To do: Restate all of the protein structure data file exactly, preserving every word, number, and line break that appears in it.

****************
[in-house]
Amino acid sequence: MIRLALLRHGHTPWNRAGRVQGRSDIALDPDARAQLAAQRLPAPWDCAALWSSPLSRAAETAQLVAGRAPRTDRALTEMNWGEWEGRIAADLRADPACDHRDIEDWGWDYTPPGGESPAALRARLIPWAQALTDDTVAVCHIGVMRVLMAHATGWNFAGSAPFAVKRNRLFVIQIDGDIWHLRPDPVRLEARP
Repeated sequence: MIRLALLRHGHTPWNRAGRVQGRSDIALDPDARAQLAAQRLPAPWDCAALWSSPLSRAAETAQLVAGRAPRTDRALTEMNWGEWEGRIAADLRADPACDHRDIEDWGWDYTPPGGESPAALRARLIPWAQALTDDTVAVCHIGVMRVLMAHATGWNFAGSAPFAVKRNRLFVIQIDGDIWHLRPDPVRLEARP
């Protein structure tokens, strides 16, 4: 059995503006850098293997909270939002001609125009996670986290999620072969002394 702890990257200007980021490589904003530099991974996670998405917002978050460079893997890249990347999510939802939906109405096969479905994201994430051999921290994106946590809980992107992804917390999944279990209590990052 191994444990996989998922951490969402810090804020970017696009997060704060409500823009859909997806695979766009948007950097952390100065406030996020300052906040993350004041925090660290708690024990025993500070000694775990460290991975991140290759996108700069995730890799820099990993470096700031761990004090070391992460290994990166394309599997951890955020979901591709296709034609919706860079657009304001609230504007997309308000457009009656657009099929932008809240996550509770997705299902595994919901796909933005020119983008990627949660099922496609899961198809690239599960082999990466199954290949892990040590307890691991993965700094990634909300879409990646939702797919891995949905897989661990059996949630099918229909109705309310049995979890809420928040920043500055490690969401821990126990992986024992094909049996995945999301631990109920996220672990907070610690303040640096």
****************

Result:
[in-house]
Amino acid sequence: MIRLALLRHGHTPWNRAGRVQGRSDIALDPDARAQLAAQRLPAPWDCAALWSSPLSRAAETAQLVAGRAPRTDRALTEMNWGEWEGRIAADLRADPACDHRDIEDWGWDYTPPGGESPAALRARLIPWAQALTDDTVAVCHIGVMRVLMAHATGWNFAGSAPFAVKRNRLFVIQIDGDIWHLRPDPVRLEARP
Repeated sequence: MIRLALLRHGHTPWNRAGRVQGRSDIALDPDARAQLAAQRLPAPWDCAALWSSPLSRAAETAQLVAGRAPRTDRALTEMNWGEWEGRIAADLRADPACDHRDIEDWGWDYTPPGGESPAALRARLIPWAQALTDDTVAVCHIGVMRVLMAHATGWNFAGSAPFAVKRNRLFVIQIDGDIWHLRPDPVRLEARP
């Protein structure tokens, strides 16, 4: 059995503006850098293997909270939002001609125009996670986290999620072969002394 702890990257200007980021490589904003530099991974996670998405917002978050460079893997890249990347999510939802939906109405096969479905994201994430051999921290994106946590809980992107992804917390999944279990209590990052 191994444990996989998922951490969402810090804020970017696009997060704060409500823009859909997806695979766009948007950097952390100065406030996020300052906040993350004041925090660290708690024990025993500070000694775990460290991975991140290759996108700069995730890799820099990993470096700031761990004090070391992460290994990166394309599997951890955020979901591709296709034609919706860079657009304001609230504007997309308000457009009656657009099929932008809240996550509770997705299902595994919901796909933005020119983008990627949660099922496609899961198809690239599960082999990466199954290949892990040590307890691991993965700094990634909300879409990646939702797919891995949905897989661990059996949630099918229909109705309310049995979890809420928040920043500055490690969401821990126990992986024992094909049996995945999301631990109920996220672990907070610690303040640096």